BLM Wild Horse and Burro Adoption Event in Willcox, Arizona October 2011
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BLM Wild Horse and Burro Adoption Event in Willcox, Arizona October 2011

August 18, 2019

Roger Oyler, BLM Wild Horse & Burro Program
State Lead: “We are here in Willcox. We are having a satellite adoption. What we do
is just have the animals; we got them in yesterday evening and let them get settled so they are
ready. And people will come in today and fill out paperwork, look at the animals, and stuff. We brought 25 horses and 10 burros. We’ll
have a silent bid adoption and see if we can’t find good homes for a bunch of these horses
and burros. Here in Arizona we got two major metropolitan
areas: Phoenix and Tucson, but here in the last two years we’ve had more success going
to the smaller rural in Arizona. We also try to move around the state to give
everybody the opportunity to adopt a wild horse or burro. Most of the horses came from Twin Peaks, which
is in northern California and northwestern Nevada. There is one Calico horse in there
and few out of Nevada of the Reveille HMA (Heard Management Area). The burros most of them came of the Chemehuevi
HMA up by Needles, California. These wild burros are fairly independent, but once you
get them home and they figure out where the feed is coming from they will just kind of
sit there. And they calm down real quick once you get them home in the corrals. You can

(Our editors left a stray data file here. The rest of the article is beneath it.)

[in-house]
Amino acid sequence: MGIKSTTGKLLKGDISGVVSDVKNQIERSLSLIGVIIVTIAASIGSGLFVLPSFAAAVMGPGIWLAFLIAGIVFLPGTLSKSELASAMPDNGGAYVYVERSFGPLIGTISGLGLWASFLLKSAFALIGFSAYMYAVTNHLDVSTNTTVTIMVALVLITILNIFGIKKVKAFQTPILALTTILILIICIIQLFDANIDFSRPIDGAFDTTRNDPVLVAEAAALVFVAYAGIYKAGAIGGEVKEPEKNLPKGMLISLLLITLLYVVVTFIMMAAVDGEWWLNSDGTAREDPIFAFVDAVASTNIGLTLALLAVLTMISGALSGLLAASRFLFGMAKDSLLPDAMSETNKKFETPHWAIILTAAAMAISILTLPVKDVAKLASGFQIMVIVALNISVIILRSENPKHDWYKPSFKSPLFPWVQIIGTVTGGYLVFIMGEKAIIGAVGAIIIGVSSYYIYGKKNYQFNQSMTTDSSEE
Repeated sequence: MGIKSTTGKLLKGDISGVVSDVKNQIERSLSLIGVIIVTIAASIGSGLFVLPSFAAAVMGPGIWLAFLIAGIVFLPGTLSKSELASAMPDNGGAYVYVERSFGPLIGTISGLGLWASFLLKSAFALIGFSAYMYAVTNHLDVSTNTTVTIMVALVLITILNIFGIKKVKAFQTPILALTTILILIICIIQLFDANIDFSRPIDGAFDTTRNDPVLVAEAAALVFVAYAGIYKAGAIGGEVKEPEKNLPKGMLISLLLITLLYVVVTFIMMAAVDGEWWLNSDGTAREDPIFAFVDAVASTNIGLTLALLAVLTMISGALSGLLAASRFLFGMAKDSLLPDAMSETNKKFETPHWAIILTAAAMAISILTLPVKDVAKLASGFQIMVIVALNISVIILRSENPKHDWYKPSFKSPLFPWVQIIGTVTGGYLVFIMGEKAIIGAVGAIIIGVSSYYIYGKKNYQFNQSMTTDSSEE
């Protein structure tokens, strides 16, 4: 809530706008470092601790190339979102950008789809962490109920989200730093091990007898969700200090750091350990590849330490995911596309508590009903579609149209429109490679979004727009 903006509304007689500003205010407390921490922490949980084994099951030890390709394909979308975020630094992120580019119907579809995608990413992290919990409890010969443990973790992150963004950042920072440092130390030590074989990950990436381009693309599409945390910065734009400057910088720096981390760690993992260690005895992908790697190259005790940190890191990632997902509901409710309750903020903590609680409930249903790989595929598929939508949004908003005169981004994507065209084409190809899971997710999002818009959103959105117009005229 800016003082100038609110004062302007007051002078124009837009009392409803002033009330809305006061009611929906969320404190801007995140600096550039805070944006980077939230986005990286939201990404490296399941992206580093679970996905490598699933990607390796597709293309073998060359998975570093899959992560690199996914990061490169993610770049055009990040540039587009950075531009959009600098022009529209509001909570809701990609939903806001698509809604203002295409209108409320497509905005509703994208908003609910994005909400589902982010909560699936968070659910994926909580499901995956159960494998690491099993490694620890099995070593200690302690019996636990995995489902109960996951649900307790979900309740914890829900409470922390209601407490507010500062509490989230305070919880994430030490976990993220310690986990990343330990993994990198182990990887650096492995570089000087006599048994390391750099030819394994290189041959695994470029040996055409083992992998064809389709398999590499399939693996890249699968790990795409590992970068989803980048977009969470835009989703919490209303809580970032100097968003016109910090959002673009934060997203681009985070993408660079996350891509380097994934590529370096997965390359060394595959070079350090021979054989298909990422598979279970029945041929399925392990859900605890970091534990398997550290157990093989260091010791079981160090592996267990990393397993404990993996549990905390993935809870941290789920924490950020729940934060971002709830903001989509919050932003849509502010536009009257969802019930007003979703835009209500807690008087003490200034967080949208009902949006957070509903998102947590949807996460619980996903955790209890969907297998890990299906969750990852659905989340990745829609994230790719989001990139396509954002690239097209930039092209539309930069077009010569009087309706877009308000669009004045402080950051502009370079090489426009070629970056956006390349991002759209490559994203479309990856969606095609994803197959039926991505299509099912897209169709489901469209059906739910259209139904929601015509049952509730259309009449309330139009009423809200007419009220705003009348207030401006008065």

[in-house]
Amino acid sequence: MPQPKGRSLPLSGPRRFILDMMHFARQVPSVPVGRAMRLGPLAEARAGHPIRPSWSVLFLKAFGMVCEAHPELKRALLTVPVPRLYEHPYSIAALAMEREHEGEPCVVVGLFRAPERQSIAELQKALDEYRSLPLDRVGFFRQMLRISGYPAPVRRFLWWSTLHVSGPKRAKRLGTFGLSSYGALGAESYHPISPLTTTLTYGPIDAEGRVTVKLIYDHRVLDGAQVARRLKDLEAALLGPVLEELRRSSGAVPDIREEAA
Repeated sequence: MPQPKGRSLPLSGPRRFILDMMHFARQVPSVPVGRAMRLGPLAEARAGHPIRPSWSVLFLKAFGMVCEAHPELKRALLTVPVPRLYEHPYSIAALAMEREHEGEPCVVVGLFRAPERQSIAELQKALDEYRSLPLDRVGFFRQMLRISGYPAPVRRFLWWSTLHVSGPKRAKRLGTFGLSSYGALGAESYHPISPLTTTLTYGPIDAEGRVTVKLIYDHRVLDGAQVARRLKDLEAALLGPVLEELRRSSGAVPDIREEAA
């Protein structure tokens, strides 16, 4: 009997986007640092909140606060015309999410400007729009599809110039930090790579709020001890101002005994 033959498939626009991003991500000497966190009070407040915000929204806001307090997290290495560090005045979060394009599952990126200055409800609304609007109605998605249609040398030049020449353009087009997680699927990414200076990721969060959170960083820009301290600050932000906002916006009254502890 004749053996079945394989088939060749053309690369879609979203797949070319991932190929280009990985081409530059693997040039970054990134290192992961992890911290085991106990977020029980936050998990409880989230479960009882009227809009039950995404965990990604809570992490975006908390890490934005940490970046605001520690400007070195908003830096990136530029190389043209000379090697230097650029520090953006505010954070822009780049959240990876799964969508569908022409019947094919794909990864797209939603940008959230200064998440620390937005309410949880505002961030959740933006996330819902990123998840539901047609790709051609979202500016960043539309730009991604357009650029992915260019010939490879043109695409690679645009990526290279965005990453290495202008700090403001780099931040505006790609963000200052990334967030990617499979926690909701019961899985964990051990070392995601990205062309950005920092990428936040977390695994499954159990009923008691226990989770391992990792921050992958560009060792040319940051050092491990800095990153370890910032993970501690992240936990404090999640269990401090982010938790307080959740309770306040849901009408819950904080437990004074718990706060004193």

train them to pack. You can train them to pull a little buggy, just be a buddy to your
horse, or whatever. They’re real good animals. You adopt a wild horse primarily because you
want a piece of America’s past history. They are good stout horses. They’ve got
good strong feet. When you adopt a wild horse it will be one of the best horses you’ve
ever had.”

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  1. Not necessarily these animals, but many horses rounded up by the Bureau of Land Management are sold at auction to the highest bidder. Frequently, these are kill-buyers who then ship the horses to Canada or Mexico to slaughter houses. The American Humane Society states that due to the skittish nature of horses, they CANNOT be "slaughtered" humanely and many suffer prolonged agonizing painful deaths in the slaughter house. Google American Humane Society or Wild Horse Education for more info.

  2. At these adoption events, are the horses you can adopt wild or trained? Im interested in a mustang for a training project and theres an adoption event near me coming up and I was wondering theyre wild horses or not.

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